Solved

docmd.runsql vs db.execute - Why is the latter faster?

Posted on 2004-03-31
5
1,819 Views
Last Modified: 2008-03-06
Hi Folks,

Everything I've read points to the above statement, but what exactly is running faster?  Is it the parsing of the SQL statement, move efficient moving of data?

I'm just interested if anyone knows.

Later,

Jes
0
Comment
Question by:SoggyP
5 Comments
 
LVL 50

Expert Comment

by:Steve Bink
ID: 10726682
Here's one:
http://www.experts-exchange.com/Databases/MS_Access/Q_20629573.html

Here's another:
http://dbforums.com/t638614.html

Not too much information on the why's and wherefore's of the difference, but everyone agrees that .Execute is faster.  My guess is that DoCmd sets up an additional connection or workspace or something behind the scenes, transparent to the user.  CurrentDB.Execute has a built-in always on connection to the currently open database.  It could also be that one talks to Jet through Access while the other talks directly to Jet.  If anyone else can lend more info, I'd be interested in hearing the answer as well.
0
 
LVL 34

Accepted Solution

by:
flavo earned 25 total points
ID: 10727273
from MS vba optimisation doc { http://www.microsoft.com/officedev/articles/movs101.htm }

When running an action query from your application, you have
three choices: you can use the RunSQL macro action, the Execute
method of a database object to run SQL code, or you can create a
QueryDef object and then use its Execute method. Using the
Execute method of the database object or creating a temporary
querydef and using its Execute method take about the same
amount of time. On the other hand, using the Execute method of a
database object requires one less line of code and seems like a
simpler solution. Either solution is significantly faster than using
DoCmd RunSQL.
The sample code shows two ways to accomplish the same goal:
deleting all the rows from tblContacts. The slower method uses the
RunSQL action to run the SQL string:
DELETE * From tblContacts
The faster method uses the Execute method of the current
database to execute the SQL string.
Top
Using Temporary QueryDefs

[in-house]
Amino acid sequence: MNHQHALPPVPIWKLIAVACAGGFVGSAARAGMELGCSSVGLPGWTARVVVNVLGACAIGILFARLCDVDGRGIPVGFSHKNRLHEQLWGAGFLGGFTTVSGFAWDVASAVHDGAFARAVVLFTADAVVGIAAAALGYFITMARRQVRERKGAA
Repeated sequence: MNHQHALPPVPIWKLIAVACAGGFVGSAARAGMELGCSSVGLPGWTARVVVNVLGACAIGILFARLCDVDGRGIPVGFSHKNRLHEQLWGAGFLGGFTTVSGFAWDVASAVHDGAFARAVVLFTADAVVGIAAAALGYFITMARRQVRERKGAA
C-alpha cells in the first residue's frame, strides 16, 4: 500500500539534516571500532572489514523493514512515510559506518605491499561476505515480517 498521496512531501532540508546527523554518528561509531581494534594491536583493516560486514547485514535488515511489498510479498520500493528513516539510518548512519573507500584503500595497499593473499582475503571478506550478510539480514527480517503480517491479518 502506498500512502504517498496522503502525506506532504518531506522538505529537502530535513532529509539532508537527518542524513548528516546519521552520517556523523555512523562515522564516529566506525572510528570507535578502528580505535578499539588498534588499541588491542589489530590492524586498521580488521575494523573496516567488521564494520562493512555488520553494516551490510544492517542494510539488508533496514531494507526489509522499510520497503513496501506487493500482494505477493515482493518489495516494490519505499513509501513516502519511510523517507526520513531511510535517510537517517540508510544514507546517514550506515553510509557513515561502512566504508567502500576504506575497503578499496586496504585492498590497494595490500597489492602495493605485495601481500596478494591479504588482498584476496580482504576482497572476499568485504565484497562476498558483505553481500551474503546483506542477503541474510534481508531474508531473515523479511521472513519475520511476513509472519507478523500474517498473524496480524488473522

Access provides a useful mechanism for creating temporary
QueryDef objects: just don't provide a name! If you use a zerolength
string for the name parameter of the CreateQueryDef()
method, Access creates a temporary "in-memory" query. You no
longer have to worry about the proliferation of querydefs and name
collisions, and since Access doesn't write temporary querydefs to
disk, they're a lot faster, too. Another plus: you don't have to
delete temporary querydefs- -they automatically disappear when
the QueryDef object goes out of scope. For example, you can use
code like this to create a temporary querydef:
Dim db As Database
Dim qdf As QueryDef
Set db = CurrentDb()
Set qdf = db.CreateQueryDef("", _
"SELECT * FROM tblCustomers WHERE Age > 30;")
0
 
LVL 11

Expert Comment

by:phileoca
ID: 10728112
they are both correct.

However, i dont mind the very MINIMAL slowdown when i can use the DoCmd and have a very clean easy to read code and easy to find errors.

locquery = "blah blah blah"
locQuery = locQuery & "la la la"
locQuery = locQuery & "ho ho ho"

docmd.runsql locQuery

but i'd give the points to one of those 2. =)
0
 
LVL 18

Expert Comment

by:Data-Man
ID: 10728662
one other comment on using the currentdb.execute   You don't have to turn off/on the setwarnings.  You can also add the dbFailOnError constant to the end...error trapping!!!! woohooo

strSQL = "Blah blah ho ho he he la la"
CurrentDB.Execute strSQL, dbFailOnError

Mike
0
 

Author Comment

by:SoggyP
ID: 10730153
Hi Folks,

Thanks for all the responses, I hope it's helped others.

Later,

Jes
0

Featured Post

Is Your Active Directory as Secure as You Think?

More than 75% of all records are compromised because of the loss or theft of a privileged credential. Experts have been exploring Active Directory infrastructure to identify key threats and establish best practices for keeping data safe. Attend this month’s webinar to learn more.

Question has a verified solution.

If you are experiencing a similar issue, please ask a related question

When you are entering numbers in a speadsheet, and don't remember what 6×7 is, you just type “=6*7" instead. It works in every cell! This is not so in Access. To enter the elusive 42 in a text box, you have to find a calculator, and then copy the re…
Experts-Exchange is a great place to come for help with solutions for your database issues, and many problems are resolved within minutes of being posted.  Others take a little more time and effort and often providing a sample database is very helpf…
As developers, we are not limited to the functions provided by the VBA language. In addition, we can call the functions that are part of the Windows operating system. These functions are part of the Windows API (Application Programming Interface). U…
With Microsoft Access, learn how to specify relationships between tables and set various options on the relationship. Add the tables: Create the relationship: Decide if you’re going to set referential integrity: Decide if you want cascade upda…

929 members asked questions and received personalized solutions in the past 7 days.

Join the community of 500,000 technology professionals and ask your questions.

Join & Ask a Question

Need Help in Real-Time?

Connect with top rated Experts

11 Experts available now in Live!

Get 1:1 Help Now